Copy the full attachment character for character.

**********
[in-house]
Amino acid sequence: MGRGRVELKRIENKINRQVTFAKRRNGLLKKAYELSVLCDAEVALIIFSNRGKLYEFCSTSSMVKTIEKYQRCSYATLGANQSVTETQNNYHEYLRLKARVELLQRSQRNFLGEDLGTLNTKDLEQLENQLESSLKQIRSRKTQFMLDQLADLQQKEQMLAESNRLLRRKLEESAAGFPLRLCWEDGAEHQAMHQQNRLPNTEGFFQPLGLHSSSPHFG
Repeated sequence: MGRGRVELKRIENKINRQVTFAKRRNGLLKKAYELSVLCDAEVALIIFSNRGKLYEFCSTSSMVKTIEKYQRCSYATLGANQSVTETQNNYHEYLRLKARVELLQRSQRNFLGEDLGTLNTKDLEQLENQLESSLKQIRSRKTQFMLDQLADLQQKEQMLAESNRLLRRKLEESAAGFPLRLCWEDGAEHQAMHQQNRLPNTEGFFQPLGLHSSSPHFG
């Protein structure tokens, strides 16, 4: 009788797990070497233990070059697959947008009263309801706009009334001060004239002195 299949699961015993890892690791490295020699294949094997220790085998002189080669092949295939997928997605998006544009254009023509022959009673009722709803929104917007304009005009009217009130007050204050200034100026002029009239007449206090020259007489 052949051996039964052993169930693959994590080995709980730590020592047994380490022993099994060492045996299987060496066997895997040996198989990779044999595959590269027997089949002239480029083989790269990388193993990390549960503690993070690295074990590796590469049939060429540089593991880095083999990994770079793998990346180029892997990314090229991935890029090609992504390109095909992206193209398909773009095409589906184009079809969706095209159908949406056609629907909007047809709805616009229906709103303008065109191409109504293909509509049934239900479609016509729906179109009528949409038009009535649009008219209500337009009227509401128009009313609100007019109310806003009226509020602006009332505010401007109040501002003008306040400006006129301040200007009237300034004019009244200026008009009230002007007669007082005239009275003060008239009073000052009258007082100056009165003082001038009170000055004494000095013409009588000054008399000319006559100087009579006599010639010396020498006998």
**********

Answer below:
[in-house]
Amino acid sequence: MGRGRVELKRIENKINRQVTFAKRRNGLLKKAYELSVLCDAEVALIIFSNRGKLYEFCSTSSMVKTIEKYQRCSYATLGANQSVTETQNNYHEYLRLKARVELLQRSQRNFLGEDLGTLNTKDLEQLENQLESSLKQIRSRKTQFMLDQLADLQQKEQMLAESNRLLRRKLEESAAGFPLRLCWEDGAEHQAMHQQNRLPNTEGFFQPLGLHSSSPHFG
Repeated sequence: MGRGRVELKRIENKINRQVTFAKRRNGLLKKAYELSVLCDAEVALIIFSNRGKLYEFCSTSSMVKTIEKYQRCSYATLGANQSVTETQNNYHEYLRLKARVELLQRSQRNFLGEDLGTLNTKDLEQLENQLESSLKQIRSRKTQFMLDQLADLQQKEQMLAESNRLLRRKLEESAAGFPLRLCWEDGAEHQAMHQQNRLPNTEGFFQPLGLHSSSPHFG
């Protein structure tokens, strides 16, 4: 009788797990070497233990070059697959947008009263309801706009009334001060004239002195 299949699961015993890892690791490295020699294949094997220790085998002189080669092949295939997928997605998006544009254009023509022959009673009722709803929104917007304009005009009217009130007050204050200034100026002029009239007449206090020259007489 052949051996039964052993169930693959994590080995709980730590020592047994380490022993099994060492045996299987060496066997895997040996198989990779044999595959590269027997089949002239480029083989790269990388193993990390549960503690993070690295074990590796590469049939060429540089593991880095083999990994770079793998990346180029892997990314090229991935890029090609992504390109095909992206193209398909773009095409589906184009079809969706095209159908949406056609629907909007047809709805616009229906709103303008065109191409109504293909509509049934239900479609016509729906179109009528949409038009009535649009008219209500337009009227509401128009009313609100007019109310806003009226509020602006009332505010401007109040501002003008306040400006006129301040200007009237300034004019009244200026008009009230002007007669007082005239009275003060008239009073000052009258007082100056009165003082001038009170000055004494000095013409009588000054008399000319006559100087009579006599010639010396020498006998």